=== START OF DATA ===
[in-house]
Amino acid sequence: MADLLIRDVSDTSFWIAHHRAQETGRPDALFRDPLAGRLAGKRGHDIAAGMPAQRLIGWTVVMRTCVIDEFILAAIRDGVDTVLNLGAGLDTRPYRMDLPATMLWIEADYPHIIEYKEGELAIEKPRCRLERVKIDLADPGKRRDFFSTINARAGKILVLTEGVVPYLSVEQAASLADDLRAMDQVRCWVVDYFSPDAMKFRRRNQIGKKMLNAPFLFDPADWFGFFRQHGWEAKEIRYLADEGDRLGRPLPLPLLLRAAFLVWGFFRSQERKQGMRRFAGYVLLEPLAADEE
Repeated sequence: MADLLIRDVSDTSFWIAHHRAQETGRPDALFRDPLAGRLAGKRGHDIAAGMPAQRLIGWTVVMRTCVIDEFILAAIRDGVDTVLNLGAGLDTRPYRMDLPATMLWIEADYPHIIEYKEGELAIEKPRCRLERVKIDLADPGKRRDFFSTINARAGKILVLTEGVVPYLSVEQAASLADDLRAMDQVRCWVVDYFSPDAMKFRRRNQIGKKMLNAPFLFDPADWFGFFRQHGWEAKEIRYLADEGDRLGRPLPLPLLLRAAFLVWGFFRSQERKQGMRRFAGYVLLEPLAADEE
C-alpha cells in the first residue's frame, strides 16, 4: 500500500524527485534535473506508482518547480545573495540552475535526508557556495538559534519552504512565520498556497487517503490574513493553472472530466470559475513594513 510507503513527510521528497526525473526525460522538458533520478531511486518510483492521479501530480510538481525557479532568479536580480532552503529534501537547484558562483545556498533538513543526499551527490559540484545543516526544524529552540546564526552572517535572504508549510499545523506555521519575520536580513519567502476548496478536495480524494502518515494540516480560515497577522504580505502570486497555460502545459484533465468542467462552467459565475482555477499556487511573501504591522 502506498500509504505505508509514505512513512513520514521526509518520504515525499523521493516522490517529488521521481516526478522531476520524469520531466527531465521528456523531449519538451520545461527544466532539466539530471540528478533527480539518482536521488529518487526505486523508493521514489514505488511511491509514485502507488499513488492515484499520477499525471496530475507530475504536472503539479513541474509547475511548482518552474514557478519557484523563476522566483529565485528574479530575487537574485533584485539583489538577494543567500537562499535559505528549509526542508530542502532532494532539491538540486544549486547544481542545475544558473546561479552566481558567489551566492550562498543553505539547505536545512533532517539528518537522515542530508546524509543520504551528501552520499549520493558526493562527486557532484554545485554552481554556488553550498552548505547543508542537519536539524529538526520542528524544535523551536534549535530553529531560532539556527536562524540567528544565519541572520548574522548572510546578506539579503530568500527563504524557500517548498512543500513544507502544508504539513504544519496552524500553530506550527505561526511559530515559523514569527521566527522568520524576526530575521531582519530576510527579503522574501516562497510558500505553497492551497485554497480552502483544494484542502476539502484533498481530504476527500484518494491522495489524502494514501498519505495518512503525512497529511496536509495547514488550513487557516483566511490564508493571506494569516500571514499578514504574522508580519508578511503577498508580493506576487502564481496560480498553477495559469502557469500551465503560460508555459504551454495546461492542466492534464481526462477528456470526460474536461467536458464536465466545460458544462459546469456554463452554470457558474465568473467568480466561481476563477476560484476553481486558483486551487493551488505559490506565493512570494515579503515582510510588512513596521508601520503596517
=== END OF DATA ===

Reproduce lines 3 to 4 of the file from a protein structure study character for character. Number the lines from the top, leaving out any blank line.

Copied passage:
Repeated sequence: MADLLIRDVSDTSFWIAHHRAQETGRPDALFRDPLAGRLAGKRGHDIAAGMPAQRLIGWTVVMRTCVIDEFILAAIRDGVDTVLNLGAGLDTRPYRMDLPATMLWIEADYPHIIEYKEGELAIEKPRCRLERVKIDLADPGKRRDFFSTINARAGKILVLTEGVVPYLSVEQAASLADDLRAMDQVRCWVVDYFSPDAMKFRRRNQIGKKMLNAPFLFDPADWFGFFRQHGWEAKEIRYLADEGDRLGRPLPLPLLLRAAFLVWGFFRSQERKQGMRRFAGYVLLEPLAADEE
C-alpha cells in the first residue's frame, strides 16, 4: 500500500524527485534535473506508482518547480545573495540552475535526508557556495538559534519552504512565520498556497487517503490574513493553472472530466470559475513594513 510507503513527510521528497526525473526525460522538458533520478531511486518510483492521479501530480510538481525557479532568479536580480532552503529534501537547484558562483545556498533538513543526499551527490559540484545543516526544524529552540546564526552572517535572504508549510499545523506555521519575520536580513519567502476548496478536495480524494502518515494540516480560515497577522504580505502570486497555460502545459484533465468542467462552467459565475482555477499556487511573501504591522 502506498500509504505505508509514505512513512513520514521526509518520504515525499523521493516522490517529488521521481516526478522531476520524469520531466527531465521528456523531449519538451520545461527544466532539466539530471540528478533527480539518482536521488529518487526505486523508493521514489514505488511511491509514485502507488499513488492515484499520477499525471496530475507530475504536472503539479513541474509547475511548482518552474514557478519557484523563476522566483529565485528574479530575487537574485533584485539583489538577494543567500537562499535559505528549509526542508530542502532532494532539491538540486544549486547544481542545475544558473546561479552566481558567489551566492550562498543553505539547505536545512533532517539528518537522515542530508546524509543520504551528501552520499549520493558526493562527486557532484554545485554552481554556488553550498552548505547543508542537519536539524529538526520542528524544535523551536534549535530553529531560532539556527536562524540567528544565519541572520548574522548572510546578506539579503530568500527563504524557500517548498512543500513544507502544508504539513504544519496552524500553530506550527505561526511559530515559523514569527521566527522568520524576526530575521531582519530576510527579503522574501516562497510558500505553497492551497485554497480552502483544494484542502476539502484533498481530504476527500484518494491522495489524502494514501498519505495518512503525512497529511496536509495547514488550513487557516483566511490564508493571506494569516500571514499578514504574522508580519508578511503577498508580493506576487502564481496560480498553477495559469502557469500551465503560460508555459504551454495546461492542466492534464481526462477528456470526460474536461467536458464536465466545460458544462459546469456554463452554470457558474465568473467568480466561481476563477476560484476553481486558483486551487493551488505559490506565493512570494515579503515582510510588512513596521508601520503596517